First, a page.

"No, it's too late," he said. "It's too late for them and their generation."
So he makes his arguments after the fact, for posterity. "I write my dissents for the students at law schools," he said.
It was sometimes peculiar which matters struck Scalia as airtight, and which did not. In another aside on language, he meditated on the absurdity of "substantive due process": "The world is divided into substance and procedure," he said. (Recall, Scalia is not a trained philosopher.) Substantive process was inherently nonsensical. "It's the opposite of procedural substance," he said. The little word "due," floating in the middle in a cloud of unexamined assumptions, went unexamined.
Nor did he convincingly articulate why it was reasonable to interpret the First Amendment's protection of "speech" broadly, but the Fourth Amendment's protection of "persons, houses, papers, and effects" narrowly. He ticked of those those four items multiple times, even using his fingers, to express the formal limits on privacy.
One of those recitations came up when Napolitano raised the question of the secret court proceedings that govern the NSA's surveillance. "I don't want to get myself recused," Scalia said. He went on to argue, though, that the court had brought disaster on itself long before when it decided that wiretaps fell under the Fourth Amendment. Now, he said, decisions about the surveillance state must be made by the branch of government "least competent" to make them.
"My court doesn't know diddly about the degree of the threat," he said.
Originalist modesty, then, would apparently demand that the NSA's high-tech Panopticon be allowed to gaze without limit. But in the question-and-answer period, a different possibility came up. Why, a student from New York Law School* asked, wouldn't data on a computer count among a person's "effects"?
"Ooh!" Scalia said. "Ooh! I'd better not answer... It's a really good question. That's fun."
Here, for a moment, was the Scalia of the 21st century, the author of the majority opinion that said that looking at the outside of a house with thermal imaging, for the purpose of picking out what was inside, constituted a search. "It may be effects," he said. "Don't you think that may be effects?"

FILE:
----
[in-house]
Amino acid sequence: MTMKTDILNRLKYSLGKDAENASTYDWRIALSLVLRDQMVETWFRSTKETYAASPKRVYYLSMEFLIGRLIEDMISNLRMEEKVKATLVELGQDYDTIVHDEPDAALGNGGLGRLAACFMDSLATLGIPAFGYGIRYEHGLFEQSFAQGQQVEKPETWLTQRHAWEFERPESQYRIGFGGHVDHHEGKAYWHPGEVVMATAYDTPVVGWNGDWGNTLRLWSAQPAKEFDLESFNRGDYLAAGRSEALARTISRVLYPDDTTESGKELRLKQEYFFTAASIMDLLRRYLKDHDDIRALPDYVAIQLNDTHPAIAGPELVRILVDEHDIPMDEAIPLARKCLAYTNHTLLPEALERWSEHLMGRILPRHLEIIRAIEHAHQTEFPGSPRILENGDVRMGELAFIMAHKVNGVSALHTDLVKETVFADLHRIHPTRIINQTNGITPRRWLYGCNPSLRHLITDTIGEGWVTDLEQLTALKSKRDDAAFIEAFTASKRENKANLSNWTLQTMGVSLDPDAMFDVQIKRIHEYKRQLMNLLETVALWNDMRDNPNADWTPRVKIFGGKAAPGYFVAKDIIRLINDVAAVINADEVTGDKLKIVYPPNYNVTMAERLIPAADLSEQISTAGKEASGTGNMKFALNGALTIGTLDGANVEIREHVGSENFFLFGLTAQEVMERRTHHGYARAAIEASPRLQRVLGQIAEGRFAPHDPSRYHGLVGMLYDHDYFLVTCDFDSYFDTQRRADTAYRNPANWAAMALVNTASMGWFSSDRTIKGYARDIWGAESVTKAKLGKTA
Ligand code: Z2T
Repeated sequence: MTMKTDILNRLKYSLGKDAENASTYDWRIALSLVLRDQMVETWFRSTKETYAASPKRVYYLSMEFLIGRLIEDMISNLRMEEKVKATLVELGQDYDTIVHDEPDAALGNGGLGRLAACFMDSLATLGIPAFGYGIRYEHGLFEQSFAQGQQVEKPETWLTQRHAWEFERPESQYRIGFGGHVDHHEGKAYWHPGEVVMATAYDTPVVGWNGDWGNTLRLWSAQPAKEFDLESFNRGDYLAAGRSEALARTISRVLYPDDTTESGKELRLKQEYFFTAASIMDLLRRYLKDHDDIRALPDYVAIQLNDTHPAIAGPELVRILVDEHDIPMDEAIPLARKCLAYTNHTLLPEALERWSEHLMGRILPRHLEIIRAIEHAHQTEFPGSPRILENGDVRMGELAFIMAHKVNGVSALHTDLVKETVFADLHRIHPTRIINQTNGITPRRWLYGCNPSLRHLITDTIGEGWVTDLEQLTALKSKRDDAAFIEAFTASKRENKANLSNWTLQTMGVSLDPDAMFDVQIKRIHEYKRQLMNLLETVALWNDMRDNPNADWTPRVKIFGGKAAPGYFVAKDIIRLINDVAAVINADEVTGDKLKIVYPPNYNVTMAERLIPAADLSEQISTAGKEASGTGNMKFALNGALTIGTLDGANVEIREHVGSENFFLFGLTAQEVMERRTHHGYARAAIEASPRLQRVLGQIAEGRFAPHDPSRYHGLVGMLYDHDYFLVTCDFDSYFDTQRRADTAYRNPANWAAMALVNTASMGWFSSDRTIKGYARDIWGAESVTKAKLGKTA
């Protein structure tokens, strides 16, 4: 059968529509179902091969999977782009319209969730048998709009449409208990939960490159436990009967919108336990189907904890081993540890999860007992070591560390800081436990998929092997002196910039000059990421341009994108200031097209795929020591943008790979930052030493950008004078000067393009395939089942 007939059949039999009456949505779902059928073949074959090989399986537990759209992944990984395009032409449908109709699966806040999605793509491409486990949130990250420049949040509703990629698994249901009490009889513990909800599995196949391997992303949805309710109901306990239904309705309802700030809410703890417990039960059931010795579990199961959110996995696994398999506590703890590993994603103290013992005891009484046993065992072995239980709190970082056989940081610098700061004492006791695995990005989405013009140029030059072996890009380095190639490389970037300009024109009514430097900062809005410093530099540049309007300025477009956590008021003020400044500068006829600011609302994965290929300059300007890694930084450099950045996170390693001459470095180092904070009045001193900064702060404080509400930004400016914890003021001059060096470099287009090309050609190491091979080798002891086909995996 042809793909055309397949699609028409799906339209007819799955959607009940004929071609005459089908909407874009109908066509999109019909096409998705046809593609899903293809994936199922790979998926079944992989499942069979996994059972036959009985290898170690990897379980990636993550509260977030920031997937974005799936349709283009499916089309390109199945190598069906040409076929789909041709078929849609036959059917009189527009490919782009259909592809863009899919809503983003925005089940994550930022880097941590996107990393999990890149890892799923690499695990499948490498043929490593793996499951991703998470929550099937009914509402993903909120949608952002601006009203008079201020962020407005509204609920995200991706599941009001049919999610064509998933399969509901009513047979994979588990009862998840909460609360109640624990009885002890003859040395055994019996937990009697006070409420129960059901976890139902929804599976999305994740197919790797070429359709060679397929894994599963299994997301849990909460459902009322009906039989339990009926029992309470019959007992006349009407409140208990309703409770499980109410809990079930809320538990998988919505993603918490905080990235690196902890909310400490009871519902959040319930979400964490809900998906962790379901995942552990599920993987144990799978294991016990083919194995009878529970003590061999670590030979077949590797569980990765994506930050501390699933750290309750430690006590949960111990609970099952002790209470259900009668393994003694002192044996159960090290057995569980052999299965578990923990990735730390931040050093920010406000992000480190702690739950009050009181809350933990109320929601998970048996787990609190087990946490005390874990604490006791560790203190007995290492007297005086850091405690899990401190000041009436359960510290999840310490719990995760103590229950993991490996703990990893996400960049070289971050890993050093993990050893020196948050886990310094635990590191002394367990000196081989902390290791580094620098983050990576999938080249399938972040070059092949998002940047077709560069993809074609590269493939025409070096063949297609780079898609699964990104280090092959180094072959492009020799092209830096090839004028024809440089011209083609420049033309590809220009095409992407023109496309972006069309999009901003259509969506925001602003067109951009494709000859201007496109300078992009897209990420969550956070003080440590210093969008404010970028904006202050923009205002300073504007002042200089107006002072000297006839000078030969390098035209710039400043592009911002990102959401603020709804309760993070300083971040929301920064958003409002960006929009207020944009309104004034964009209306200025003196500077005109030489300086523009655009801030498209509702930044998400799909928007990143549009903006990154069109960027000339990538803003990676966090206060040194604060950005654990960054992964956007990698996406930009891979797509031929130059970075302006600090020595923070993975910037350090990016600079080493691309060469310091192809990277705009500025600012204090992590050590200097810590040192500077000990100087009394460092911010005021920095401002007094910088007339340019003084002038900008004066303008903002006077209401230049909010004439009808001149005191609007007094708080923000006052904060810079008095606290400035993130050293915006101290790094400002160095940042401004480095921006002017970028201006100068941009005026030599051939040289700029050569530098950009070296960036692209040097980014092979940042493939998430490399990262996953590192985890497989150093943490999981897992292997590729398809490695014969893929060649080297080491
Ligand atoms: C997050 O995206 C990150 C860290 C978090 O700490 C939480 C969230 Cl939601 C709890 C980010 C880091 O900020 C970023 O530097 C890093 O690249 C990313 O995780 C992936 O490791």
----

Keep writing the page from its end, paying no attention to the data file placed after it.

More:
It was little bit nice and a much bigger bit dismaying. The Supreme Court, on both wings and its center, is populated by people with limited experience of modernity. Search-and-seizure cases are often where this shows up (four justices, including the liberal John Paul Stevens, had disagreed with Scalia's view that thermal imaging would require a warrant). Even so, till this moment, had the possibility really never crossed Scalia's mind that in a world where everything is done by computer, someone's "effects"—let alone "papers"—might be virtual?
This is how a mind, even a clever one, ends up working when it's stuck in a cloister. The final question of the night came from a student who asked Scalia about whether his history of opinions resisting gay rights contributed to the "demeaning and persecution" of sexual minorities. He spoke in a nervous rush, with a trembling voice and none of the justice's ease of manner.
The question—"Is that a question?"—was "ridiculous," Scalia told him. Scalia did not agree with the conclusion that his legal opinions, his reading of the limits of the text, could have "promoted hate in America or abroad."
"If that provokes hate—I can't imagine how it would," Scalia said. "But hate whom you like."
[Photo by Damion Edwards Photography for Brooklyn Law School]